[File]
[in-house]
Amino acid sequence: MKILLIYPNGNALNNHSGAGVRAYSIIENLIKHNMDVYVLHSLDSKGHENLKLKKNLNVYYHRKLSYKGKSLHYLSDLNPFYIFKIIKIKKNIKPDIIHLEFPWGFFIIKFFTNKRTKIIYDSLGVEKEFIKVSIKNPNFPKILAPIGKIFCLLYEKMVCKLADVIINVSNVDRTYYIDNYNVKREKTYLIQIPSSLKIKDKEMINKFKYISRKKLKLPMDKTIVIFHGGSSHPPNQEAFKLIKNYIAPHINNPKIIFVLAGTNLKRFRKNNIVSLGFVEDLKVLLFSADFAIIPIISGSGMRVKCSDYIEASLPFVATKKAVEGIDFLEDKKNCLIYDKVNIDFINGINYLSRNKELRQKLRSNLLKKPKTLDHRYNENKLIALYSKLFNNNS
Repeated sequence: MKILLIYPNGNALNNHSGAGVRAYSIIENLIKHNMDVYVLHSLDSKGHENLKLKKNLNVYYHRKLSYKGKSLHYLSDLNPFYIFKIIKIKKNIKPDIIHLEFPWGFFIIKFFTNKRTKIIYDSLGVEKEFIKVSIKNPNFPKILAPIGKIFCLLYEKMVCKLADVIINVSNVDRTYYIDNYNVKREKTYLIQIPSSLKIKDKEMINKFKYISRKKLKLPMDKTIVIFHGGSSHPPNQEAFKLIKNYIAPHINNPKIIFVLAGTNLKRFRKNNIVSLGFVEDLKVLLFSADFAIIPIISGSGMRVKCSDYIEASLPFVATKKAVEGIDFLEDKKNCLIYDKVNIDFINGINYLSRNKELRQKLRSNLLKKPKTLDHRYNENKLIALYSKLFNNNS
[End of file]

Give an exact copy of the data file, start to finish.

[in-house]
Amino acid sequence: MKILLIYPNGNALNNHSGAGVRAYSIIENLIKHNMDVYVLHSLDSKGHENLKLKKNLNVYYHRKLSYKGKSLHYLSDLNPFYIFKIIKIKKNIKPDIIHLEFPWGFFIIKFFTNKRTKIIYDSLGVEKEFIKVSIKNPNFPKILAPIGKIFCLLYEKMVCKLADVIINVSNVDRTYYIDNYNVKREKTYLIQIPSSLKIKDKEMINKFKYISRKKLKLPMDKTIVIFHGGSSHPPNQEAFKLIKNYIAPHINNPKIIFVLAGTNLKRFRKNNIVSLGFVEDLKVLLFSADFAIIPIISGSGMRVKCSDYIEASLPFVATKKAVEGIDFLEDKKNCLIYDKVNIDFINGINYLSRNKELRQKLRSNLLKKPKTLDHRYNENKLIALYSKLFNNNS
Repeated sequence: MKILLIYPNGNALNNHSGAGVRAYSIIENLIKHNMDVYVLHSLDSKGHENLKLKKNLNVYYHRKLSYKGKSLHYLSDLNPFYIFKIIKIKKNIKPDIIHLEFPWGFFIIKFFTNKRTKIIYDSLGVEKEFIKVSIKNPNFPKILAPIGKIFCLLYEKMVCKLADVIINVSNVDRTYYIDNYNVKREKTYLIQIPSSLKIKDKEMINKFKYISRKKLKLPMDKTIVIFHGGSSHPPNQEAFKLIKNYIAPHINNPKIIFVLAGTNLKRFRKNNIVSLGFVEDLKVLLFSADFAIIPIISGSGMRVKCSDYIEASLPFVATKKAVEGIDFLEDKKNCLIYDKVNIDFINGINYLSRNKELRQKLRSNLLKKPKTLDHRYNENKLIALYSKLFNNNS